Saturday, March 09, 2013

If you like 21st-century Cheyenne, thank the gubment

Joyce Kilmer at the High Plains Arboretum: I think that I shall never see/A poem as lovely as a tree.
Cheyenne owes its existence to government or, as it's pronounced in certain quarters, gubment (sometimes, gubmint).

That darn federal gubment was nice enough to station troops at Fort D.A. Russell to drive the pesky indigenous residents from the High Plain, thus making way for settlements, ranches and rodeos. This also made the region safe for the railroad, which owes its transcontinental success to the sweet deal it got from that darn federal gubment. The fort eventually grew into F.E. Warren AFB, home to the Peacekeeper Missile and thousands of income-generating Air Force personnel. Further economic development was fueled by federal office for the BLM and IRS. And state gubment grew, too, with hundreds of state employees driving Cheyenne's economic engine, buying weed-whackers at Lowe's and dining on prime rib sandwiches at The Albany Bar & Restaurant downtown. Many of us were forced to go to Fort Collins for more exotic fare, thus allowing the regional economy to grow. It's still a challenge to get good sushi in The Magic City of the Plains. But one must make sacrifices to live in this low-tax, sparsely-populated paradise with its always-entertaining legislature.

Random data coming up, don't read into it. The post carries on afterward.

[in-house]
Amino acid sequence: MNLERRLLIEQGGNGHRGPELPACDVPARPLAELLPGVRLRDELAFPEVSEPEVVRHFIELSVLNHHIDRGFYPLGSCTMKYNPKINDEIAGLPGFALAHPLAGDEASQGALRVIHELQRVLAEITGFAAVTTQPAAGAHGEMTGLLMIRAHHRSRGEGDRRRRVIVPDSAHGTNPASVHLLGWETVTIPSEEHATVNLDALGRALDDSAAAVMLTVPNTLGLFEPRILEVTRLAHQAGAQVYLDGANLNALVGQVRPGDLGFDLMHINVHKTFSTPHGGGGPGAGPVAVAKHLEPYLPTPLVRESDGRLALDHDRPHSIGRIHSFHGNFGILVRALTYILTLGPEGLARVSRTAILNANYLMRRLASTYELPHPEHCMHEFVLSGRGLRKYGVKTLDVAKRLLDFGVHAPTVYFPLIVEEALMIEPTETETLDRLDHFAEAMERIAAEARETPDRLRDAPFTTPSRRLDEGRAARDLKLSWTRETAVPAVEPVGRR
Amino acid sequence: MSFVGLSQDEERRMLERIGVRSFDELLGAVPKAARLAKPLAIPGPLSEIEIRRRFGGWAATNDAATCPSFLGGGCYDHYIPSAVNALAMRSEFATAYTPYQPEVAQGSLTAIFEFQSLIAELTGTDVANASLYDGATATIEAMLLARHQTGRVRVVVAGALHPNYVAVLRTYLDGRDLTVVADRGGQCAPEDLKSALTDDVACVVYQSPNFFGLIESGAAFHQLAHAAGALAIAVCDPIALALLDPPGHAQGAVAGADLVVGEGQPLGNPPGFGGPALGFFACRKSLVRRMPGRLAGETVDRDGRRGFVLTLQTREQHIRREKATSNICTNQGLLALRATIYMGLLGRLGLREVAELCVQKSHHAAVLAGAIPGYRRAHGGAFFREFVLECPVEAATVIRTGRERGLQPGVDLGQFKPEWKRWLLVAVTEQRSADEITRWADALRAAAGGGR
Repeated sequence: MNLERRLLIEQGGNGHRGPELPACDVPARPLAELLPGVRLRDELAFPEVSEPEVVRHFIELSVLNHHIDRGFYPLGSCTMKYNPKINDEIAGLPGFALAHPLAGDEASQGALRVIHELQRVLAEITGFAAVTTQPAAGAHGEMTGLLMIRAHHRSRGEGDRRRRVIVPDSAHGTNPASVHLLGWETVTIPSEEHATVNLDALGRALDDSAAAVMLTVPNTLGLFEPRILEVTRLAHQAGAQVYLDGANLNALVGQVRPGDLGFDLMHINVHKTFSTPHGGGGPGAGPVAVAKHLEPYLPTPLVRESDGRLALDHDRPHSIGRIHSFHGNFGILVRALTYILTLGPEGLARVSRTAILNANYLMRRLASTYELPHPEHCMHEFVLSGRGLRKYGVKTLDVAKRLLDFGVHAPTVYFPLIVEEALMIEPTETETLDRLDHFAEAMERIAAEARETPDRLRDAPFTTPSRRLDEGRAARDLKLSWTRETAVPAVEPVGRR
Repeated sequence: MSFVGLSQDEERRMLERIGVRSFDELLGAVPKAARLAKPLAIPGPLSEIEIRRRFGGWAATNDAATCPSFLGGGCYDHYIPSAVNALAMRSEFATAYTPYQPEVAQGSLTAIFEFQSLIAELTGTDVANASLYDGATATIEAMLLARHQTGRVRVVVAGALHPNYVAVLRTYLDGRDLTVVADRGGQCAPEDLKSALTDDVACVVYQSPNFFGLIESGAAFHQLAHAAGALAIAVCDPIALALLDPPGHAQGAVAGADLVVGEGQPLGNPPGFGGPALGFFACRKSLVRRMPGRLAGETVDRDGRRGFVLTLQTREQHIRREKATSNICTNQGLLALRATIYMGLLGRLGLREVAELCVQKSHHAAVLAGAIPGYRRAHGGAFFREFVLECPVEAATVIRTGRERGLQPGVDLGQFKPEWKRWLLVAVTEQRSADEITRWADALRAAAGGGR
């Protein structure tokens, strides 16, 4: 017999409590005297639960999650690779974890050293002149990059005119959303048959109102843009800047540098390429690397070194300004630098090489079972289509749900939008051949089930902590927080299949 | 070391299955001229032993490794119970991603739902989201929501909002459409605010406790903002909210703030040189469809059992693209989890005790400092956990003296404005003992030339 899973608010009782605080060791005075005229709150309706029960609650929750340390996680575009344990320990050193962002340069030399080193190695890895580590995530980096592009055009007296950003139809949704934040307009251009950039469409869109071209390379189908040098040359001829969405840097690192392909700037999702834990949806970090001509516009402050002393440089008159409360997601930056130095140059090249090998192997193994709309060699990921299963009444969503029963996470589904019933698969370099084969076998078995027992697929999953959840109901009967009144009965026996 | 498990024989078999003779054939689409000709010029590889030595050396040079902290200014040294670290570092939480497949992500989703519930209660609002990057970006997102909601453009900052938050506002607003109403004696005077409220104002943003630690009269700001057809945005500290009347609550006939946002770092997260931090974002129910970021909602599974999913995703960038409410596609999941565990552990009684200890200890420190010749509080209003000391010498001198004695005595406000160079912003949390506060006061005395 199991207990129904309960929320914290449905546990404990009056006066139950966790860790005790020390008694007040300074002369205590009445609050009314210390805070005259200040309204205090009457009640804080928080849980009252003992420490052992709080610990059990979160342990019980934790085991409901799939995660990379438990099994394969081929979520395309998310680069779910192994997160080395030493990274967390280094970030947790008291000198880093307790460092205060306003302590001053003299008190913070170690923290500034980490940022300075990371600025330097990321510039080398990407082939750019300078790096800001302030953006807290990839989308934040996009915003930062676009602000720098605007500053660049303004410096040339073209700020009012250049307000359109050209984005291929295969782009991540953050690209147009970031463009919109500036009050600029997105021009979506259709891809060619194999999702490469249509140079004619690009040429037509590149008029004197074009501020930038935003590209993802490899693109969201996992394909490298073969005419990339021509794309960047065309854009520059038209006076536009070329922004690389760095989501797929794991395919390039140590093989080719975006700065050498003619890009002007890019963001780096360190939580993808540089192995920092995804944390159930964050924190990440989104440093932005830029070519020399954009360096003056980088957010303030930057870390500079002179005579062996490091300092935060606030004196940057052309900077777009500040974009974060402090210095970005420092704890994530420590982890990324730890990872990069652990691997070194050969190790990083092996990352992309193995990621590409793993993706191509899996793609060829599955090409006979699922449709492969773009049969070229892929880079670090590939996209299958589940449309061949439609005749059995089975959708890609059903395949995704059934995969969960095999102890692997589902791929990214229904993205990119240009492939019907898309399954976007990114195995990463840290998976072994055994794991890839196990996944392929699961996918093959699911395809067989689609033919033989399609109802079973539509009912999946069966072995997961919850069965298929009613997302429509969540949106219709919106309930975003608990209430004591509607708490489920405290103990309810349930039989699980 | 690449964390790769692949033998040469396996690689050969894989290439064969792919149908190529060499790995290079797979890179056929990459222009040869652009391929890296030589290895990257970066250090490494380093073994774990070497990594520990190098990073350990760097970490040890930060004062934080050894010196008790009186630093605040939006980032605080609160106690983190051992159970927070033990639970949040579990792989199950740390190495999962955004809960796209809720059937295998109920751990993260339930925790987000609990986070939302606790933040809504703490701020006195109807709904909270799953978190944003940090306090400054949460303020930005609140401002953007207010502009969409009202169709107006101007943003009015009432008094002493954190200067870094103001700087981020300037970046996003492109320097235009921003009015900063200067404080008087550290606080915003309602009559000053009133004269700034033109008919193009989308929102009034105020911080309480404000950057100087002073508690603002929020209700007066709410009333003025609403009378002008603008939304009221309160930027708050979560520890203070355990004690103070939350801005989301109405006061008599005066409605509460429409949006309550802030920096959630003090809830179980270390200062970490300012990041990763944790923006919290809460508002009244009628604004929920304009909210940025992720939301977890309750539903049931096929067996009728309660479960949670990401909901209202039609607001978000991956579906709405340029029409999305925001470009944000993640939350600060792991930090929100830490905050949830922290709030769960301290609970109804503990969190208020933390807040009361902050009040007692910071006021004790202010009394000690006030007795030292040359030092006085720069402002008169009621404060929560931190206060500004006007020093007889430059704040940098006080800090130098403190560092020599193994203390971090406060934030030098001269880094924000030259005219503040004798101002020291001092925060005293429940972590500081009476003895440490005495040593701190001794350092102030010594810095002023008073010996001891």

According to the Cheyenne Botanic Gardens web site, Cheyenne had 5,000 people and 12 trees in 1876. I now have almost as many trees on my north Cheyenne lot. I have two huge spruces in my front yard, trees that sometimes give me pause during our occasional 50-mph gusts that blow in from the mountains. I sometimes wonder if they will come crashing down on the house, causing yet another call to Neil, my insurance man, who's supervised multiple damages caused by hailstorms and sewer back-ups during the past two years.

It's not easy growing trees in "one of the harshest growing environments in the country," according to the Botanic Gardens.

Again we can thank the gubment for our lush landscape. The USDA's Cheyenne Horticultural Field Station (now High Plains Grasslands Research Station) researched and grew varieties of plants that could stand up to our harsh climate. The Cheyenne Botanic Gardens now is working on a 62-acre High Plains Arboretum on the site. Trees have always been a necessity. Next week at the library, we get to hear from a tree expert. Says the Botanic Gardens:
Early settlers struggled with the arid climate, alkaline soil and constant wind. Hailstorms often hastened the end of an already short growing season. Now Cheyenne can grow trees but it isn’t easy and you need to know what to plant. 
Don’t miss the lecture on Tenacious Trees with expert arboricultureist, Scott Skogerboe.
When: Saturday, March 16, 1 p.m.
Where: Laramie County Library Cottonwood Room
Price: $15.00 ea.
Purchase tickets online at www​.brownpapertickets​.com, type in “Gardening with Altitude,” or purchase at the Cheyenne Botanic Gardens (cash or check only)
NOTE: Lecture Room has limited seating. Advanced tickets are recommended as tickets at the door may sell out. Sponsored by the Laramie County Master Gardeners and the Cheyenne Botanic Gardens
I almost forgot to thank city gubment and its support (since 1986) of the Botanic Gardens. Thank you.

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